Through my company Product Science, for the last three years I’ve been working with Growing Communities a non-profit organisation set up in the 90’s to get good, fairly traded, organic food to people in a neighbourhood, in an environmentally, socially, and financially sustainable way. In the summer of 2015, during a strategy planning workshop together we used Simon Wardley’s Value Mapping technique to help think through the strategy for a key part of the organisation’s activity: their weekly veg scheme. With their permission, I’m sharing this write-up to help build a body of public examples of using Wardley Maps in the wild.
This post uses assumes some prior knowledge of Value Chain Mapping (also known as Wardley Mapping). If you’ve never heard of this technique before, I recommend reading his primer post , or if you have time, brewing up a cup o’ joe, and reading through the book Simon’s writing on Medium. If have heard of Wardley Mapping, I’d love some feedback on making this post clearer, as intend to post more – please leave a comment below.
Setting the scene
Over 2014, I started working with Growing Communities, an NGO committed to making affordable, organic food available in Hackney, creating long term relationships with farmers around London, and creating jobs in the local neighbourhood. This short video below gives an idea of what they’re about. They’re a lovely bunch.
That’s nice. What does this have to do with mapping?
As mentioned in earlier (and in the video) Growing Communties runs a weekly veg scheme, but over time the technology powering it had grown long in the tooth and hard to make changes to. Also, as new veg schemes had gone through the Growing Communities start up programme and set up in other parts of the UK, they were reaching a volume where they too needed an automated system to support that activities. What could they do? Build their own bespoke system? Use an off-the peg system? Should we build an open source version for everyone to use? It wasn’t clear.
So, we organised a half day workshop, and tried using Wardley Mapping to develop some situational awareness, to see if it could give us a better idea of what our options were.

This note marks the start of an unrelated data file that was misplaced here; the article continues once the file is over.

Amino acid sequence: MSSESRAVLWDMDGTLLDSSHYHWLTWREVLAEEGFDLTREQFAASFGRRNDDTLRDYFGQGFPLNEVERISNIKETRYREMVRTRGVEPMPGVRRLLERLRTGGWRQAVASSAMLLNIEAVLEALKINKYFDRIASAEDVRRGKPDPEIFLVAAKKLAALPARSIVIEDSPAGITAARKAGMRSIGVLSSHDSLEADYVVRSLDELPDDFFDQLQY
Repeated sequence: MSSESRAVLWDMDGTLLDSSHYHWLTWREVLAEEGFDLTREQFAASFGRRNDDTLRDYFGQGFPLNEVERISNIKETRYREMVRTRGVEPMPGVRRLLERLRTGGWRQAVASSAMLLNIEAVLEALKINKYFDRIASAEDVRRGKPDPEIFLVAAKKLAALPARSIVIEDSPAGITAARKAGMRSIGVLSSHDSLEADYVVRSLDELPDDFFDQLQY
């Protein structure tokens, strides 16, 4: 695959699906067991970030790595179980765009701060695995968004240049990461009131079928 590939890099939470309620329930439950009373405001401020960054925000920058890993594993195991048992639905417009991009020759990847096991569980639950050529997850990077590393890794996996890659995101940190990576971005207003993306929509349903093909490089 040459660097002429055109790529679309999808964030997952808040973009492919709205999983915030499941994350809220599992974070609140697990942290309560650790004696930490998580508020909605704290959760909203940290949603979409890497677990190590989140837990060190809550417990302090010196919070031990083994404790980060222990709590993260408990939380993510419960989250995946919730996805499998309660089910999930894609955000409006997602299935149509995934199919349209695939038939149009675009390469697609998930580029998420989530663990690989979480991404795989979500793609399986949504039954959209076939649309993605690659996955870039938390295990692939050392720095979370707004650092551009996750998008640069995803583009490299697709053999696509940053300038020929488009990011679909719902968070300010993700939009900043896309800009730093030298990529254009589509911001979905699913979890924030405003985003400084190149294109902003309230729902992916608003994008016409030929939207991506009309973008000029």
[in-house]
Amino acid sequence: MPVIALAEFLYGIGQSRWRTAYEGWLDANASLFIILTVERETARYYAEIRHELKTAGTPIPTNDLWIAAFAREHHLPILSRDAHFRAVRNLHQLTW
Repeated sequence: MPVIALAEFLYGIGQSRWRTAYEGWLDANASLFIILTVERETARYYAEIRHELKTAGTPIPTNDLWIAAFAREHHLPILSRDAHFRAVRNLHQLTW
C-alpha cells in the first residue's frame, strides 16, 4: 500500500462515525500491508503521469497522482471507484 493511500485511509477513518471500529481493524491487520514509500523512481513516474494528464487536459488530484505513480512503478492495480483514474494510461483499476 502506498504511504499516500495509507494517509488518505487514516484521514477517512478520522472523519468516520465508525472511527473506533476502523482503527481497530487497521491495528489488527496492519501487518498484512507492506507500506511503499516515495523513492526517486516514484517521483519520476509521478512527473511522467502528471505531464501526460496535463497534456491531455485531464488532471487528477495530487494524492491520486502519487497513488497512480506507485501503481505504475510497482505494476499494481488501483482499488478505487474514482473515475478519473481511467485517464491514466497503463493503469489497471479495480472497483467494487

After running through a short deck introducing the concept, a handful of us had a go at mapping out the veg scheme’s value chain together, with some post-it notes, markers. It looked a bit like this:
Tidying this up a bit
Tidied up and put it into this template, it looks a bit more like the diagram below:
At the top of diagram, we had a user need for “ethical fresh veg“. To help meet this need, we relied on:
- a) a website for people to see what’s available, and place orders,
- b) a veg bag of produce,
- c) a newsletter we used to tell members what was in the bag this week, with some links to recipes, and
- d) for publicity and to help people pick up their bags, printed matter which we referred to as ‘signage‘.
On order to deliver the veg bags, we also needed a way to deliver them. In this case, it this was a job done by Maisie the Milkfloat, shown in the video above – see delivery (Maisie) – as well as fruit and veg from the farms. Growing Communities isn’t a traditional box scheme – you pick it up from a specific place instead of having vans drop it off to you, so we needed somewhere for members to pick up the bags of produce. In this map you can see this as Cafes and Community spaces on the map, some of which were rented (hence the rented premises).
The website was more than a brochureware site though: there was a hand-rolled CRM using a very
hacked extended version Django’s admin, which also helped generate a packing list of who had ordered what produce in a given week. This packing list is what staff use to work what product they should put into the bags to be delivered, but this packing list is also what is used to work out what to order each week, and also what to collect from customers via a payment processing system. Other staff would put the numbers of active customers each week into a custom ordering spreadsheet, and then use these numbers of people ordering in a given week, as a guideline for what kind of budget they had to spend on ordering product from local farmers and wholesalers.
From data recorded in a packing list each week, you could generate data for checking in an accounting system, and yes, because we had a fairly complex website and a number of automated subsystems powering all of this, we relied on some servers in the bottom right (this is a Wardley Map, after all).
So that’s our map, abridged.
Representing our own stack in this map
I referred to a few automated processes and a website in the previous section. While these were different activities, the reality was that a single monolithic Django application powered all of them, and to represent, this, I’ve shaded it it grey.
Building an app as a monolith when starting out tends to help you deliver features quickly. Over time though productivity when working on them drops off, as you end up managing an ever growing ‘ball of mud’. This is compounded if you are running an application on a ‘snowflake’-like server set up, which is the only working version of a given site.
Lots of the Growing Communities stack was custom, and had been built by a developer who was no really longer around to work on it. When the this stack was originally built, lots of this had to be done as custom one-off work, because there were few suitable products to do some of these jobs for you.
However, everything evolves
While a Wardley Map nice for giving a point in time snapshot of the activities of an organisation, being able to show movement over time is extremely useful for helping people in a room understand how common ways of carrying out an activity may change over time.